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For compile-time reflection, something like Julia’s generated functions could come in handy.

For other code, they behave as generic functions. They are, however, proc macros that are expanded at type specialization time (with concrete type info on which we could reflect).

Edit: They must return some AST that will become the body of the specialized function.

I don't see this mentioned yet, so: the coupling problem here is real and we all encounter it all the time, in the form of orphan rules. Every type that you want to use with serde must implement its traits in its defining crate (or serde's, but that's usually irrelevant). A third crate can't come along and add that impl itself- and it can't even use a newtype wrapper because that would prevent the use of #[derive]

So it's certainly possible to write a serde-like derive to add support for reflection to individual types, but it would not solve this problem. The pre-RFC proposes to solve it by, essentially, auto-deriving a universal serde-like trait on every type, avoiding the need for crate authors to implement all "glue" traits any of their consumers will ever need.

There is an alternative approach that actually provides the same decoupling as reflection, while also remaining opt-in- first-class modules. If you're unfamiliar, they're basically "traits without the orphan rule." This obviously has its downsides (you can no longer automatically pick a single canonical impl; some forms of interop become harder), but it also has upsides (third-party crates could implement the "reflection protocol" for types they don't own; you can have more than one impl per type).

We probably don't want to tack on an entirely new module system alongside Rust's trait system, but it is something to look to for inspiration. Perhaps we could get derive-like access to, or compile-time reflection data for, external type definitions? Perhaps we could generate serde-like code from this information without tying it to a trait, or implement a trait for a newtype?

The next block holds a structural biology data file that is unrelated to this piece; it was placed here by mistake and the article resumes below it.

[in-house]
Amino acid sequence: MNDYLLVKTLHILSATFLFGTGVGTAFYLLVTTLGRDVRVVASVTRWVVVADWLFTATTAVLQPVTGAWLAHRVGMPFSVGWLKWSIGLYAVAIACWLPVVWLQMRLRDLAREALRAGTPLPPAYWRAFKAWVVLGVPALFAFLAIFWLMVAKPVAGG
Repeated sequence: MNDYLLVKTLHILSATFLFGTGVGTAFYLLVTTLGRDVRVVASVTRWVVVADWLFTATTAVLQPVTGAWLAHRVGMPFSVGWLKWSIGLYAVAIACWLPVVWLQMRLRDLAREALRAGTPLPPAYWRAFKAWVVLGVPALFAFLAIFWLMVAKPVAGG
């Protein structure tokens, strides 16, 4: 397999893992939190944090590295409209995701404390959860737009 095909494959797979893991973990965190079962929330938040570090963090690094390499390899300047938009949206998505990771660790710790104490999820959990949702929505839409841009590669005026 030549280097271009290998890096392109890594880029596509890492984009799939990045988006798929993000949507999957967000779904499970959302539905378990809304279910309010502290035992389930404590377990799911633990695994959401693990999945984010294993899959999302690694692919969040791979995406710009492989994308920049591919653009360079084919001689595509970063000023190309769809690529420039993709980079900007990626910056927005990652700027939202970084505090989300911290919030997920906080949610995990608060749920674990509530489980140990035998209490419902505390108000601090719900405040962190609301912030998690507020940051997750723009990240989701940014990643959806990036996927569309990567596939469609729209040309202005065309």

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Although it is often used, I think serde is really not a great example for orphan rule discussions.

A third party crate could not derive serde's traits for an external type, even if the orphan rules were relaxed, because it doesn't have access to private data fields, which is a prerequisite for lossless round-trip serialization. At the end of the day, serde's derive macros are just code generators, they don't let you write code that you're not allowed to write by the language's privacy rules in the first place.

Exposing the private fields that serde needs to look at is, in turn, a choice with profound API compatibility implications that should definitely be opt-in. The opt-in could be some variant of the proposed compile-time reflection concept, but in this particular case what you would need is "just" a convenience shortcut for marking all data fields pub.

That would still not be enough, however. You would need one more language extension in order to be able to derive serde's trait for external types without duplicating the work done on serde_derive. Since derive macros are code generators that take a type definition as input and produce trait implementations as output, one thing which would be missing in order to use them on external types, is a way to tell the compiler "please take the definition of this external type and feed it to this derive macro".

Overall, allowing crates to derive serde's traits for external types would require significantly more than relaxing orphan rules (which itself is a bit of a minefield). It would require at least...

  1. An opt-in way to exhaustively leak all data fields from a type, so that private fields can be accessed by external serde trait impls.
  2. A way to feed an external type definition into a derive macro, so that the logic of serde's derives doesn't have to be completely duplicated.
  3. And, only after that, relaxed orphan rules so that the trait implementations produced by the derive macro are accepted by the compiler.